These tips from my car-hauling experience might keep you from missing your opportunity.

  • Refuse to be intimidated. Everything is new the first time you do it.
  • Remind yourself that it can be done. Others have hauled cars, so can you.
  • Seek out good instruction. My brother-in-law provided needed expertise that greatly increased our chance for success.
  • Have confidence in yourself. You have made it to your current level of success through hard work and discipline and you can make it further using the same tools.

I don’t want to encourage you to do anything foolish or dangerous in life.  But, I also don’t want you to get intimidated out of what may be one of your greatest chances for success, because you’ve never done it before.

Take on the task.  Take up the challenge.  Haul a truck if you need to.  You might even earn your “man card.”

 

 

 

 

 

 

 

What Would You Do If You Were Not Afraid?

What Would You Do If You Were Not Afraid?

I came close to refusing the offer to become the Pastor of the amazing church that I am privileged to lead.  I was afraid that I wasn’t up to the task.  I told myself, “I should tell them thank you, but you should get someone else.” I am extremely grateful that the Lord spoke to my heart in that moment and said, “Oh yes you can do this.  If I have called you to this task, I will empower you to accomplish it.”   Thirty-one years later, I am still enjoying the opportunity to lead this fantastic group of people, which has certainly been one of the greatest of my life.

Are you letting fear keep you from something that you would like to do?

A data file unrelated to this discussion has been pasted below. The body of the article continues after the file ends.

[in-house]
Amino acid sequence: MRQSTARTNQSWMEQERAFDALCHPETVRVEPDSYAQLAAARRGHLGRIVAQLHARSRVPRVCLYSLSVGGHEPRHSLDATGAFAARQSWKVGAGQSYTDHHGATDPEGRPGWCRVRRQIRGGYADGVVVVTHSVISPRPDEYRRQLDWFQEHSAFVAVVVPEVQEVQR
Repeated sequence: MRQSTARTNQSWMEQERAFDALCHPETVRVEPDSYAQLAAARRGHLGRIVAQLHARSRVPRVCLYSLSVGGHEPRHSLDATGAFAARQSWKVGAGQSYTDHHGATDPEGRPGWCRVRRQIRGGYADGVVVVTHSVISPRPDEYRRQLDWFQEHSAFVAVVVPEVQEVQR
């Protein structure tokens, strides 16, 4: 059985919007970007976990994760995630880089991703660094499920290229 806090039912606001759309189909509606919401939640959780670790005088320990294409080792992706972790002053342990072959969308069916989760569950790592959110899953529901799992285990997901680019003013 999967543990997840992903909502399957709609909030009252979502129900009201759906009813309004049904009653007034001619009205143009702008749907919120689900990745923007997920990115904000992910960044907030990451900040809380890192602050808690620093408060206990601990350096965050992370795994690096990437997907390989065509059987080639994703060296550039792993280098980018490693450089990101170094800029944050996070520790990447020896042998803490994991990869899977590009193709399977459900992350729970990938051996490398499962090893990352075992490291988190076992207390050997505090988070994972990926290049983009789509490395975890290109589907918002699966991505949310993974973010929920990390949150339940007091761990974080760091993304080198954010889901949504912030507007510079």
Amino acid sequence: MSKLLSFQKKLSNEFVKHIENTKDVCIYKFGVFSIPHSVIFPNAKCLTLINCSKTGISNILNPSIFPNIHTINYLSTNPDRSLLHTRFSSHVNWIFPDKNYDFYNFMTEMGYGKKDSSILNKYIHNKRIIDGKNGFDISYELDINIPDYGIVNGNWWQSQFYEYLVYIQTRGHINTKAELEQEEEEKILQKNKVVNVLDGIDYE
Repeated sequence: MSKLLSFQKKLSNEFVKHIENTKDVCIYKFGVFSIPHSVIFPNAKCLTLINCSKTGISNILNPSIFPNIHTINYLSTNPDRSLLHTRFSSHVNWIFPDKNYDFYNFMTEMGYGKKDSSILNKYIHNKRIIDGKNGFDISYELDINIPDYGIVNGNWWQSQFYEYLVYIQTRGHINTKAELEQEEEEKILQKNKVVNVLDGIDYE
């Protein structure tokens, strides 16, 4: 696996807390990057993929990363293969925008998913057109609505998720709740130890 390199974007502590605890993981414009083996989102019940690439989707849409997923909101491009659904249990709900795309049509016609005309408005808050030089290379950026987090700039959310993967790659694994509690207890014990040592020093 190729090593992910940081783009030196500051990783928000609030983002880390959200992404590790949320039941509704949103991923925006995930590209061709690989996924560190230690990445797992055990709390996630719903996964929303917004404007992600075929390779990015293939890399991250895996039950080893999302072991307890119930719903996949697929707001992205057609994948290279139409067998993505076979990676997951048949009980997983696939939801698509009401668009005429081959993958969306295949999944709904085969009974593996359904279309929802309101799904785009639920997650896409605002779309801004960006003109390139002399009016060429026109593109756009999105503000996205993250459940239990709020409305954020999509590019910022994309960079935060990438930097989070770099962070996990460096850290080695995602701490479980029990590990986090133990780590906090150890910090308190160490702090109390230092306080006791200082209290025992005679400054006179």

Is there a position you’d like to apply for, but you’re afraid to submit your resume?  Is there a project you’d like to take on, but you are afraid you will fail in bringing it to pass?  Is there a relationship you’d like to pursue, but you fear that you’ll be rejected?  Do you wish you had the courage of people around you, who seem bold enough to chase any goal they get excited about?

Here’s a little secret: They are afraid too.

Everyone feels fear.  Everyone has doubts.  Everyone feels that they are not up to the task.  But, successful people push through their fear and do what they dream anyway.   It takes courage to put yourself out there in front of people.  It takes a brave heart to write a book on relationships, offer a class on success, or apply for a demanding job. The ugly thoughts of your inner critic begin to hammer at your doubts. They attack you with questions like:

  • Who are you to think someone would listen to you talk?
  • Who do you think you are to write a book?
  • Who made you an expert?
  • You know you are not perfect. You’ll be a hypocrite if you write or speak about success.

Michael Neill wrote about his strategy for facing fear in his book “Financially Fearless.”

 “As I have written elsewhere, there is a tremendous difference between feeling the fear and doing it anyway and the freedom which comes from finding that space in yourself which is beyond fear. And the more time you spend living beyond fear, the sooner the answer to ‘What would I do if I wasn’t afraid?’ will become ‘Exactly what I’m doing now.'”  

How to push through fear to success:

  • Make the decision to try, after all, the worst you can do is fail
  • Make the distinction that failure is nothing more than a learning experience
  • Make the connection with your God and tap into His power
  • Make the leap of faith

In the beautiful movie “We bought a Zoo.”The father, Benjamin encourages his teenage son, who wants to ask a girl out, but is afraid to, with the story about how he met, the boy’s mother. Benjamin told him he saw a lovely girl through a shop window and found the nerve to walk up to a complete stranger and introduce himself.  This led to the great romance of his life.

Then he told his son:

“You know, sometimes all you need is twenty seconds of insane courage. Just literally twenty seconds of just embarrassing bravery. And I promise you, something great will come of it.”

What would you attempt if you found 20 seconds of insane courage?  I hope you find those 20 seconds, because I promise you, the world is waiting on your greatness.